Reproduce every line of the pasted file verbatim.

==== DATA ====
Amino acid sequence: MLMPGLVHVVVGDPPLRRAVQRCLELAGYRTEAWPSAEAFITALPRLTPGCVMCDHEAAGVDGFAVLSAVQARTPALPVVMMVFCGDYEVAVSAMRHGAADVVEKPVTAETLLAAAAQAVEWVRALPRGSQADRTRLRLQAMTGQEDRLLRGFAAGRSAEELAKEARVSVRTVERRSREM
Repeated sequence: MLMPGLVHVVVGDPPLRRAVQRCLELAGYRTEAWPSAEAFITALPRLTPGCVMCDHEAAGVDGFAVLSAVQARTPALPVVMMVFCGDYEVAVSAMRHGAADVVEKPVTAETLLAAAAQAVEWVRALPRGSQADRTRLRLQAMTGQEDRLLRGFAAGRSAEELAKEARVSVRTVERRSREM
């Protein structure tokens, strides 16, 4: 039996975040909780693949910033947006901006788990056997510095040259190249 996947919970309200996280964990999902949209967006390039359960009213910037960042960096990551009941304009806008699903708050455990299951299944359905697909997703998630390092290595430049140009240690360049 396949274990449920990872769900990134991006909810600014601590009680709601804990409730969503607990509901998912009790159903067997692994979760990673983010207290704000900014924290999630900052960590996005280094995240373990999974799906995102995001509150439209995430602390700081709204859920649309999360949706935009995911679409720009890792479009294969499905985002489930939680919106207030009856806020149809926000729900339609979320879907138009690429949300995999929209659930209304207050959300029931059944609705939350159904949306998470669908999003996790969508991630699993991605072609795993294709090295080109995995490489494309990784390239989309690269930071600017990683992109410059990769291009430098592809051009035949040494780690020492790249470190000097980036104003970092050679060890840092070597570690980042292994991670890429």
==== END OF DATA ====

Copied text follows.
Amino acid sequence: MLMPGLVHVVVGDPPLRRAVQRCLELAGYRTEAWPSAEAFITALPRLTPGCVMCDHEAAGVDGFAVLSAVQARTPALPVVMMVFCGDYEVAVSAMRHGAADVVEKPVTAETLLAAAAQAVEWVRALPRGSQADRTRLRLQAMTGQEDRLLRGFAAGRSAEELAKEARVSVRTVERRSREM
Repeated sequence: MLMPGLVHVVVGDPPLRRAVQRCLELAGYRTEAWPSAEAFITALPRLTPGCVMCDHEAAGVDGFAVLSAVQARTPALPVVMMVFCGDYEVAVSAMRHGAADVVEKPVTAETLLAAAAQAVEWVRALPRGSQADRTRLRLQAMTGQEDRLLRGFAAGRSAEELAKEARVSVRTVERRSREM
């Protein structure tokens, strides 16, 4: 039996975040909780693949910033947006901006788990056997510095040259190249 996947919970309200996280964990999902949209967006390039359960009213910037960042960096990551009941304009806008699903708050455990299951299944359905697909997703998630390092290595430049140009240690360049 396949274990449920990872769900990134991006909810600014601590009680709601804990409730969503607990509901998912009790159903067997692994979760990673983010207290704000900014924290999630900052960590996005280094995240373990999974799906995102995001509150439209995430602390700081709204859920649309999360949706935009995911679409720009890792479009294969499905985002489930939680919106207030009856806020149809926000729900339609979320879907138009690429949300995999929209659930209304207050959300029931059944609705939350159904949306998470669908999003996790969508991630699993991605072609795993294709090295080109995995490489494309990784390239989309690269930071600017990683992109410059990769291009430098592809051009035949040494780690020492790249470190000097980036104003970092050679060890840092070597570690980042292994991670890429």